Avoiding this issue is simpler than you may think. Seek help from the most experienced people on your team and implement a training system so that they can pass their knowledge onto their colleagues.
If time allows you to do so, you can also arrange for a replacement to come on board a month or so before the employee is due to leave, giving them enough time to train up the new starter to a standard that will prevent any devastation to your business.
Have you ever felt nervous after delegating a task to someone else, wondering whether they will do the work correctly and if you’ll need to spend time checking over, or worse, doing it all again?
Things shouldn’t be that way, though, and they don’t have to. Empower people to take challenges. Make them believe that they can do it, and believe me when I tell you that they will do it.
It’s important for employees to be pushed a little way out of their comfort zones. Otherwise, there is no room for growth. You can cultivate the habit of not taking the easy route by:
- Delegating different tasks.
- Rotating roles.
- Giving staff the autonomy to perform a task on their own.
- Pushing them to behave like a team leader.
- Creating room for independent decision-making.
- Motivating them to experiment without the fear of failure.
Don’t Put all your Reliance on Technology
Processes and technology are a vital aspect of any company in the twenty-first century, but it’s important not to forget the human aspect of your business.
- Escalate conversations when required to encourage communication. That’s key!
- Ask your staff to work in teams. They will learn to respect and collaborate with each other.
- Ditch classroom learning. Rather, associating learning in day-to-day operations is.
- Help your staff to understand that not everyone can be an expert in everything. Even human the mind has certain limitations and you don’t have to an expert in any one thing. Being a ‘jack of all trades’, so to speak, helps to sustain a business amidst emergencies and unprecedented changes.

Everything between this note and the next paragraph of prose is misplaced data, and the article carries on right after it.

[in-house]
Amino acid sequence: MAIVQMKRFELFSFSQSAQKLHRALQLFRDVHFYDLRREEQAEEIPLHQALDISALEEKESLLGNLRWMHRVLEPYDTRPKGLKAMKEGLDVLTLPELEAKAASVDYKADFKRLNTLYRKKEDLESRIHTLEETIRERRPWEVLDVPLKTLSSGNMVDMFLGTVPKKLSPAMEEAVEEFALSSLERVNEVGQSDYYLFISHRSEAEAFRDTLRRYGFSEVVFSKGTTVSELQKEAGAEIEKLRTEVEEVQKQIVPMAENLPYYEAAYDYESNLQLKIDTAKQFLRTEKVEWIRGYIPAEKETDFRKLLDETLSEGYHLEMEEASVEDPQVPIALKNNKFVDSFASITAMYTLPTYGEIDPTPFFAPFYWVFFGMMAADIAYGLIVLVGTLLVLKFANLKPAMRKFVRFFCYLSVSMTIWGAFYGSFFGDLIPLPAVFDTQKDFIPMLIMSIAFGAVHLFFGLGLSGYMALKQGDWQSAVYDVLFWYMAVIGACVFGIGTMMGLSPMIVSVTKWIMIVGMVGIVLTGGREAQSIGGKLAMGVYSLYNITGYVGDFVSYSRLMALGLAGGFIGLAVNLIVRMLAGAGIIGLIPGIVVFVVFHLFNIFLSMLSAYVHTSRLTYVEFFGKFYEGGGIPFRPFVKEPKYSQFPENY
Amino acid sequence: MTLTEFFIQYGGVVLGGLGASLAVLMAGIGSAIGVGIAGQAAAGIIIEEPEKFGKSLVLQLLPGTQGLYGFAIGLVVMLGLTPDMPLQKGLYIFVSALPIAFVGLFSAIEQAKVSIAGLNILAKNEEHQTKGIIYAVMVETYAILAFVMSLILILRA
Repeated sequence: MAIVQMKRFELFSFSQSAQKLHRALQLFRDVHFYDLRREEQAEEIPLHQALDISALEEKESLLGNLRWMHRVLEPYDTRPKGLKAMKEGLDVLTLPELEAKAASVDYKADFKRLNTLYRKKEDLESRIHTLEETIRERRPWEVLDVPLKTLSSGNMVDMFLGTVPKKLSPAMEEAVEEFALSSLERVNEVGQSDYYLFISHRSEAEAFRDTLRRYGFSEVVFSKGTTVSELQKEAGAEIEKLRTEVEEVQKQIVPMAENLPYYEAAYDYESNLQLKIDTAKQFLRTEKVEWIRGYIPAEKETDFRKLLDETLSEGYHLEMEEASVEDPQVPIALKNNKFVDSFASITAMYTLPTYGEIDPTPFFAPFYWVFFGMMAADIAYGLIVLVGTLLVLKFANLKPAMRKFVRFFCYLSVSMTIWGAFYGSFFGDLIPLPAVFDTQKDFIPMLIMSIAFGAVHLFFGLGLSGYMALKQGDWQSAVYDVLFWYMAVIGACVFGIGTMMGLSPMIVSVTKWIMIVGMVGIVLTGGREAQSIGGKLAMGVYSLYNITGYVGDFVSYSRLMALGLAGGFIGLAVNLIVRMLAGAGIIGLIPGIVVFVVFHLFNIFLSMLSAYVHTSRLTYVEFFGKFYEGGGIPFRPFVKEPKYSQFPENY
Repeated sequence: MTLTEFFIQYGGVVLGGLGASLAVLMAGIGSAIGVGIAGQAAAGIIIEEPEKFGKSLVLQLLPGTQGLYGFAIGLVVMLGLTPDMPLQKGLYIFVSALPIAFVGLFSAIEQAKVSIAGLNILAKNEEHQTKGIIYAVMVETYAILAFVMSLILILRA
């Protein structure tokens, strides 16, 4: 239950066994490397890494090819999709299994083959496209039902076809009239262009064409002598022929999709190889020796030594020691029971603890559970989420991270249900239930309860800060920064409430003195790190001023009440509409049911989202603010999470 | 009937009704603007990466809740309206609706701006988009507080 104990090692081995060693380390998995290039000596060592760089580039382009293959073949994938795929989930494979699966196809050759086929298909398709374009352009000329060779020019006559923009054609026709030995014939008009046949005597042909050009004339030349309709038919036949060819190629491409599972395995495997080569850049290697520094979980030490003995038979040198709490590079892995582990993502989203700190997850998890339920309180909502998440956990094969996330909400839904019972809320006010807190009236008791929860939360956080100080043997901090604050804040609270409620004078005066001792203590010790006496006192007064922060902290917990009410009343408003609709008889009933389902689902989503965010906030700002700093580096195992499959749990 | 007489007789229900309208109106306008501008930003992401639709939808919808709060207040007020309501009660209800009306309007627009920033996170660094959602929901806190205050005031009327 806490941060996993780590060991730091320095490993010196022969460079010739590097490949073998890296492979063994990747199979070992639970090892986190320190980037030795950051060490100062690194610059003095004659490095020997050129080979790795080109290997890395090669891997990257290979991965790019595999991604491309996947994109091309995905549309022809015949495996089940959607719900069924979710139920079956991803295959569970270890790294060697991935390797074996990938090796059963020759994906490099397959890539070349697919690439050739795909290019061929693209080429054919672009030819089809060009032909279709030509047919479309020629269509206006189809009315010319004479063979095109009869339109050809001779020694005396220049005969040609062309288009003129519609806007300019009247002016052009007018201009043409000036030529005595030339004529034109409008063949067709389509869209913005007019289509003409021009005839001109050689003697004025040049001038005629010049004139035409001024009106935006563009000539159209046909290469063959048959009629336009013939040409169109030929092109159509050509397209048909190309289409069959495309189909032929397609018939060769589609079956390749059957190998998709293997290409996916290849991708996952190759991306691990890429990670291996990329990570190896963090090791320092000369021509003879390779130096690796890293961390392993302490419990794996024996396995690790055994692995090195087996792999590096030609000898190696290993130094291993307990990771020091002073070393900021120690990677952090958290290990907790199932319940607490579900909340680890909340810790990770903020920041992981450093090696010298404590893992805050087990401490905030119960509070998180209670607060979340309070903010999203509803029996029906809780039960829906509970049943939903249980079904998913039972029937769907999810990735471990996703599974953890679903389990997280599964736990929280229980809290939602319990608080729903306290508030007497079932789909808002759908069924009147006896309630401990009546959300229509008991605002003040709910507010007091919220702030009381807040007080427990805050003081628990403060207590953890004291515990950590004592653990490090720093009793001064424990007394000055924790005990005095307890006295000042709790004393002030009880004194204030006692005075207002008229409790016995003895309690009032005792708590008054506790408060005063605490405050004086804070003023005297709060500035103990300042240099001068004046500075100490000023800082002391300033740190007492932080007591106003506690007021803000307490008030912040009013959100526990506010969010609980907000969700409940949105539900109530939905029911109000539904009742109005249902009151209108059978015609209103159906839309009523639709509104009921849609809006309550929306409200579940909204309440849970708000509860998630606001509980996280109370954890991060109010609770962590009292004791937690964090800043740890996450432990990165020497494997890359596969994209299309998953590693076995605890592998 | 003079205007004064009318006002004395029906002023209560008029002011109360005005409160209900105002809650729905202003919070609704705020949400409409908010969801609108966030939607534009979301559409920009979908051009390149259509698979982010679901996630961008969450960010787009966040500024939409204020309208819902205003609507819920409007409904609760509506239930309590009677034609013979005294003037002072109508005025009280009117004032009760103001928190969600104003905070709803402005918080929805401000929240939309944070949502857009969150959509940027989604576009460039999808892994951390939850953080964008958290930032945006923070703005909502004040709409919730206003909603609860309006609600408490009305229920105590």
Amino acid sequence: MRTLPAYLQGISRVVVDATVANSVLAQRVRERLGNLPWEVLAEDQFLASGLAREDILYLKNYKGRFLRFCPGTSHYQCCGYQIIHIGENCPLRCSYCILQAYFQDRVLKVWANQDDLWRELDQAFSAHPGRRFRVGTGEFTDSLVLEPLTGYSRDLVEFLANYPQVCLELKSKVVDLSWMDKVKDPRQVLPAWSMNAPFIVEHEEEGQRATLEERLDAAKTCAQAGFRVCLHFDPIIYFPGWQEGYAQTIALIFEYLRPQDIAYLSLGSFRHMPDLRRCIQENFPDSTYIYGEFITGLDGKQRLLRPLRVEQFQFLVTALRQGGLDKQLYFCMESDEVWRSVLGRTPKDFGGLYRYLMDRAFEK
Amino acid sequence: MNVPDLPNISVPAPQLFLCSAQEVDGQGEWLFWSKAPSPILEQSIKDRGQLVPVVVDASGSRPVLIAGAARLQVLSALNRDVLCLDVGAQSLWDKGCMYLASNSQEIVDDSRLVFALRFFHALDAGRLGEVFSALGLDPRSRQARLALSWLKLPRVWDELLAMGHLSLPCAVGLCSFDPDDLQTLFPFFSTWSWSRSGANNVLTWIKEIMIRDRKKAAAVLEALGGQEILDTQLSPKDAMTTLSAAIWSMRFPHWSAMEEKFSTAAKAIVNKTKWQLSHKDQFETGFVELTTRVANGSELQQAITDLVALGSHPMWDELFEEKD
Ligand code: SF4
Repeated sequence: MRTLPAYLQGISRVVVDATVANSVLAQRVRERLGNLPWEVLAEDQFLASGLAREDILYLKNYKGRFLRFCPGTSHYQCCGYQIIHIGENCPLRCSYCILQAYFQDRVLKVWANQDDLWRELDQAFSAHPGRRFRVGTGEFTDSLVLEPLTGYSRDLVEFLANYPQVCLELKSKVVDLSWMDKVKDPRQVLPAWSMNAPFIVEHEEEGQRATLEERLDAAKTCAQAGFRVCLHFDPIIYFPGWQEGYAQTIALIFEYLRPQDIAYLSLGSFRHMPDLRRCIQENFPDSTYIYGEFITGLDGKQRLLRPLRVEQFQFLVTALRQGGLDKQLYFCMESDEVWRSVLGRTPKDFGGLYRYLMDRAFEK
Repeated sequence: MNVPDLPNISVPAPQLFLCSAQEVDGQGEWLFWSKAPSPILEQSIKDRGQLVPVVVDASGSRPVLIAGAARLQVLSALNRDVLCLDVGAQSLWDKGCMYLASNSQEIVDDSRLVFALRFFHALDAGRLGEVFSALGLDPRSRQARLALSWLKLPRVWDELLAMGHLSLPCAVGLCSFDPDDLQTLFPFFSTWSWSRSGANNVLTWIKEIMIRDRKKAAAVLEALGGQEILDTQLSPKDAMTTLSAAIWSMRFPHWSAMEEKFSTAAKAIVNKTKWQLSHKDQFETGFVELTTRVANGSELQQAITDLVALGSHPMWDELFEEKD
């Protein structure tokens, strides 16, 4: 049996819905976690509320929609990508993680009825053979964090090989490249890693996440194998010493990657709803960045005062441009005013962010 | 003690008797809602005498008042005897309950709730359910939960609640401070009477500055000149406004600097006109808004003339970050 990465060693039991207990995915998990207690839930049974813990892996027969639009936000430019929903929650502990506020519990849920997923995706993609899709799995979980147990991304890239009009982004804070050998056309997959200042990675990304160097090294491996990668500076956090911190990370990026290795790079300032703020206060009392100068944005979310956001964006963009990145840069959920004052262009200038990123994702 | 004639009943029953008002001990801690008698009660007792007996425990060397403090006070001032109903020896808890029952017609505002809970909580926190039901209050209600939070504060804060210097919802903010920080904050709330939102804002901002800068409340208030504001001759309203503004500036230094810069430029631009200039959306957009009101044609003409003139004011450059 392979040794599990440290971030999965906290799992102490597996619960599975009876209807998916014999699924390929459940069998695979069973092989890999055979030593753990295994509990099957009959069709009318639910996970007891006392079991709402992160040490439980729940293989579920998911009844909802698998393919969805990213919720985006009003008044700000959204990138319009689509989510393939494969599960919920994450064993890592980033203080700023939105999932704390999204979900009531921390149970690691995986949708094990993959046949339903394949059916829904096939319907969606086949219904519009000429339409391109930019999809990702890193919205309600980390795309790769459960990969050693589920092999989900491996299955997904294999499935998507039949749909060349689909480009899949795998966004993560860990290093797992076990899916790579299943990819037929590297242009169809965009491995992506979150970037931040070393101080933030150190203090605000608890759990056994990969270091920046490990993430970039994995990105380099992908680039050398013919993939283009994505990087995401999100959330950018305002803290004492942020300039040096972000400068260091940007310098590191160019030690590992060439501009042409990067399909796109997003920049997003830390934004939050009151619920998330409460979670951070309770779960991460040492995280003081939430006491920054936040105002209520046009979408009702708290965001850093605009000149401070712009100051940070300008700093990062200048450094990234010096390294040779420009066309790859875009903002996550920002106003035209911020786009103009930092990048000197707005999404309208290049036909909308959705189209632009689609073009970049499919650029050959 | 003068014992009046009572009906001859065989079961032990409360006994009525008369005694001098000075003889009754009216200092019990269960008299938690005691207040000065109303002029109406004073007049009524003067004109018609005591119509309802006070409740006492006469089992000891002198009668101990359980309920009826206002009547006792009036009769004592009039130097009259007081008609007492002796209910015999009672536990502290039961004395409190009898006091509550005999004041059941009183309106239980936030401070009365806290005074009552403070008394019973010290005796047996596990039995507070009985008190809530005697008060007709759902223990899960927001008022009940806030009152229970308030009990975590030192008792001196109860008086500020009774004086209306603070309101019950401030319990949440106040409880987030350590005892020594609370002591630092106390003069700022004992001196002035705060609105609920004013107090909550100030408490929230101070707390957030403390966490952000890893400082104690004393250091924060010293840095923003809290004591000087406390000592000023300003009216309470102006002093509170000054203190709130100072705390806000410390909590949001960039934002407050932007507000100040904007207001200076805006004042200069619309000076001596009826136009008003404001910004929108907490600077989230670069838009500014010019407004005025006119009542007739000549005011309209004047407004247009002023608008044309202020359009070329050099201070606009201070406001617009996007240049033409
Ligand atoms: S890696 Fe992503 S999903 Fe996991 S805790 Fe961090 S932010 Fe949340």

Given the world’s aptitude to change, it’s not only important to respond to change but also to drive it forward. You’ve heard the term ‘be the change you want to see in the world’, right? Well adapt that and apply it to your business.
You don’t have to conform or fit into what society think is acceptable anymore. There is so much room to defy the unexpected and modify the way that things work – so if you have big ideas for your market, create the opportunity to make it happen. If you have the ability to propel change, you will remain at the forefront of competition.
It’s no small feat. If only a handful of people are innovating and the rest are just following or coasting along, it’s not going to work; so, it has to be a company-wide scenario.
Here some ideas you might want to try:
- Schedule idea-sharing sessions.
- Discuss the alternative interests of your team members.
- Motivate your employees to work on ideas that are close to their hearts
- Offer personal support and help when required.
- Eliminate constraints that will prevent staff from being about to experiment and innovate when and where possible.
Establish a horizontal communication channel to increase collaboration and reduce delay across all projects you are working on.
Allow your team to work on their own and invite one of the members to become the team leader. Attach a timeline and tangible objectives with the project and ask them to perform – creating self-managing teams is a surefire way to drive collaboration within the team and enhance learning.